Counting of votes will be held tomorrow for the Gujarat Assembly polls, considered a prestige battle for Prime Minister Narendra Modi in his home state and a litmus test for new Congress president Rahul Gandhi.
Counting of votes will be held tomorrow for the Gujarat Assembly polls, considered a prestige battle for Prime Minister Narendra Modi in his home state and a litmus test for new Congress president Rahul Gandhi. While the BJP is seeking a sixth straight term in office, the Congress is aiming to stage a comeback in power after being in the opposition for over two decades. The results are expected to have a bearing on the 2019 parliamentary polls also as Modi had come to power in 2014, based on the Gujarat ‘model of development’. The much-awaited results of the keenly fought elections will be announced tomorrow when the counting of votes will be held at 37 centres across the state’s 33 districts, amidst tight security. The voting was held following an acrimonious campaign, where both the main political parties indulged in no-holds- barred attacks on each others. Modi led the campaign for the BJP, while Rahul Gandhi was the pivot of the Congress’ electioneering. During the campaign, Modi and BJP chief Amit Shah trained guns on the Congress on issues like Ram Temple, alleged Pakistani interference in the Gujarat polls and (suspended Congress leader) Mani Shankar Aiyar’s remarks. Gandhi persistently attacked Modi and the BJP for “not talking about the future of Gujarat” and skipping key issues being faced by the people of the state. The Congress also stitched about a broad social coalition with prominent Patidar, OBC, and Dalit leaders – Hardik Patel, Alpesh Thakor and Jigesh Mevani – in its bid to unseat the BJP in power for over two decades. Patel led a long agitation of his community for reservation, while Thakor led an counter protest against inclusion of Patidars in the OBC reservation list. Mevani raised his voice against Dalit atrocities.
The influential Patidar community, which accounts for around 12 per cent of the state’s population, could prove to be the ‘X factor’ in the polls in which Patel pledged support to the Congress and appealed to people to “uproot the BJP” this time. As the campaign was nearing its end, “Vikas” (development) took a back seat, and caste and religious issues received prominence. The two main rival parties also tried to counter each other on social media, as the Congress and its supporters launched the campaign “Vikas Gando Thayo Che” (development has gone crazy), while the BJP launched a counter drive of “I am development, I am Gujarat”. An average 68.41 per cent polling was recorded in the two-phase Assembly elections in Gujarat. According to the final figures released by the Election Commission, the voter turnout in the second phase of balloting on December 14, for 93 seats of North and Central Gujarat, stood at 69.99 per cent.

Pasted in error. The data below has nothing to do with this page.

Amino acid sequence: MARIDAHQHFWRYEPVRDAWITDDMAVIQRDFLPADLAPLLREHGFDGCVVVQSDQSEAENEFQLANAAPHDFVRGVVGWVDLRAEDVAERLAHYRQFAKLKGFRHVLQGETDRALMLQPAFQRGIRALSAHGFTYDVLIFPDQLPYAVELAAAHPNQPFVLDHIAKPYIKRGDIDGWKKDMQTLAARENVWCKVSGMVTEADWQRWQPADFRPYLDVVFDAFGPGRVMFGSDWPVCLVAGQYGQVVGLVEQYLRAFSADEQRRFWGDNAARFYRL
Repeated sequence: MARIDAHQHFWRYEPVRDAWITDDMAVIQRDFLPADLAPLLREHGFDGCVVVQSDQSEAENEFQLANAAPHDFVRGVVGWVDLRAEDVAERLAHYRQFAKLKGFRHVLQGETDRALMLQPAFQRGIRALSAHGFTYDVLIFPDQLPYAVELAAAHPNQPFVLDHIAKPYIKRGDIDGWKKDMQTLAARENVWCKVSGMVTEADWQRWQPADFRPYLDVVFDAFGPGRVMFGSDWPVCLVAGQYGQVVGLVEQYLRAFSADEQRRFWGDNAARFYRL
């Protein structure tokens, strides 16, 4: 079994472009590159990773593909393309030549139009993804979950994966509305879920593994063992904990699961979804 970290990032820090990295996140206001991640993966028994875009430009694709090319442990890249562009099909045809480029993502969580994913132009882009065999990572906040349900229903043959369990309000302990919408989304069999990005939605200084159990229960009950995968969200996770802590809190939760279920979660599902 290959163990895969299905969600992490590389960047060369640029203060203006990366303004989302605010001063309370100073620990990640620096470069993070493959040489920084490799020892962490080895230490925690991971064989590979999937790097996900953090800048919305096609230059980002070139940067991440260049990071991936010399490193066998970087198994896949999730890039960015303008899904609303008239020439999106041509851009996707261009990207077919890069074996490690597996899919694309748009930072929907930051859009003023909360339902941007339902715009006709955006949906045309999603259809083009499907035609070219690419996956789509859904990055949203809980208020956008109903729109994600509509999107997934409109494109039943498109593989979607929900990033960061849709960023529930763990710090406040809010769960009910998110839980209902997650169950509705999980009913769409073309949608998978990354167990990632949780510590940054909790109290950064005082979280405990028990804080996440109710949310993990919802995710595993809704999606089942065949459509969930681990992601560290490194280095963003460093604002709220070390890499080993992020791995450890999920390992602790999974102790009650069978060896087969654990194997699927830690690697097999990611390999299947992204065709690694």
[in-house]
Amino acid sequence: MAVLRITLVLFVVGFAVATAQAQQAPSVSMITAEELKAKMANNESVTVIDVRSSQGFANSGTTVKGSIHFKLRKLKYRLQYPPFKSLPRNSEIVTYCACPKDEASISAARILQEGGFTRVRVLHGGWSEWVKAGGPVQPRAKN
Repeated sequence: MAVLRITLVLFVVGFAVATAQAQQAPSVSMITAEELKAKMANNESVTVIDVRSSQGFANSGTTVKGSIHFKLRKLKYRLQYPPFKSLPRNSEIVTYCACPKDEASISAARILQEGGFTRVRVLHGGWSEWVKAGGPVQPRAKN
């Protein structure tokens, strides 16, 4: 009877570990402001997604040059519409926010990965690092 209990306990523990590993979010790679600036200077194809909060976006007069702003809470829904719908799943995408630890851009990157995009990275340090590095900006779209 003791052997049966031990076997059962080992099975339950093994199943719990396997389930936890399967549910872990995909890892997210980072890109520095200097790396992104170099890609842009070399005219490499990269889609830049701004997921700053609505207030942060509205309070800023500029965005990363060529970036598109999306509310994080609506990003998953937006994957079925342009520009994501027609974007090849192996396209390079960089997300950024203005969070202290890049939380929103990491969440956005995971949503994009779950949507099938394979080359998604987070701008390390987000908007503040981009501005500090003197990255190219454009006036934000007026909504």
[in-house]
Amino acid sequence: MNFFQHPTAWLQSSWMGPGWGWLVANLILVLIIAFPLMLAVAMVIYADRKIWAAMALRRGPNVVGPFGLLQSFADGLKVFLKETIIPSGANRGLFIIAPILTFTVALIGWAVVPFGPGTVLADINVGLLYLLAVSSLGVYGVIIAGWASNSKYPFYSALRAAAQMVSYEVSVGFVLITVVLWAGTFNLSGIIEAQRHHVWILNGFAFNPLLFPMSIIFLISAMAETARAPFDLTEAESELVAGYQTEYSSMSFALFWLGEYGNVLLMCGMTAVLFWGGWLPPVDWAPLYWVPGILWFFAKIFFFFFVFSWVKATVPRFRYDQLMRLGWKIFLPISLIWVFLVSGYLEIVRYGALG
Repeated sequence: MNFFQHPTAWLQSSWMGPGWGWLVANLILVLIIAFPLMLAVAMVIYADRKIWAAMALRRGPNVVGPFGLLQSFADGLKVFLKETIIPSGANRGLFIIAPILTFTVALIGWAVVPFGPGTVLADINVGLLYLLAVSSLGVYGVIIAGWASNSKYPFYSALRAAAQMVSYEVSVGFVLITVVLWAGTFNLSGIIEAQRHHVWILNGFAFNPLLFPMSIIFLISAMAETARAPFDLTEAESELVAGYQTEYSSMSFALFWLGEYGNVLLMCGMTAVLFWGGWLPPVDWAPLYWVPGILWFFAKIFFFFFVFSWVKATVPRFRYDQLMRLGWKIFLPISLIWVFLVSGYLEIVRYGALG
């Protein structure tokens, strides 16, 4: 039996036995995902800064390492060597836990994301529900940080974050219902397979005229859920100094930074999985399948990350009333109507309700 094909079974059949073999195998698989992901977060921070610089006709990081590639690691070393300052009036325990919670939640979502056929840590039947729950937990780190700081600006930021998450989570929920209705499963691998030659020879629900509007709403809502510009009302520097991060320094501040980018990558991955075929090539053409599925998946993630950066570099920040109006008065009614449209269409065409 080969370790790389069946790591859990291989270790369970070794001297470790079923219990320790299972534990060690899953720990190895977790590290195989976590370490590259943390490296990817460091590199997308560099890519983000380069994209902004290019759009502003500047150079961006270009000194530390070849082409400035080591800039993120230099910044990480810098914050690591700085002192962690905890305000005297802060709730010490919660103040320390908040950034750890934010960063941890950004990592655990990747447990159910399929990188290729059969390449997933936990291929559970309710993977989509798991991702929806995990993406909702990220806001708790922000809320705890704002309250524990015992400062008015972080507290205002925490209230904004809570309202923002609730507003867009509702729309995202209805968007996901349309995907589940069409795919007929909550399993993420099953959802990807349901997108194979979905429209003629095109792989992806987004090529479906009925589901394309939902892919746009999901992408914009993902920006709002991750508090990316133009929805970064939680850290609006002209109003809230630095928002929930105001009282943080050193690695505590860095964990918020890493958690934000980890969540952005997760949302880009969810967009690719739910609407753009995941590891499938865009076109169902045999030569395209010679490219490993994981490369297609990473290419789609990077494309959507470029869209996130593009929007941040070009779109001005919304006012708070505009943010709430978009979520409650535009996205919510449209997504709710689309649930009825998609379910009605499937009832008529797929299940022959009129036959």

In the first phase of polls held on December 9 for 89 seats in Saurasthra, Kutch and South Gujarat, 66.75 per cent voting was recorded. The total voter turnout this time has seen a dip of 2.91 per cent, as compared to the 2012 polls when 71.32 per cent polling was registered. In terms of numbers, of the total 4.35 crore registered voters, 2.97 crore exercised their right to franchise in the elections held on December 9 and 14. According to the EC data, the tribal-dominated Narmada district witnessed the highest voter turnout of 79.15 per cent, while Devbhumi-Dwarka of Saurashtra region recorded the lowest at 59.39 per cent.
The districts which recorded a high turnout are — Tapi (78.56 per cent), Banaskantha (75.15) and Sabarkantha (74.97). The districts which saw a low turnout are — Amreli (61.29), Bhavnagar (61.56) and Porbandar (61.86). Out of the total 33 districts, 15 recorded over 70 per cent polling, while 17 others clocked between 60 per cent and 70 per cent. Only Devbhumi Dwarka district registered polling below 60 per cent.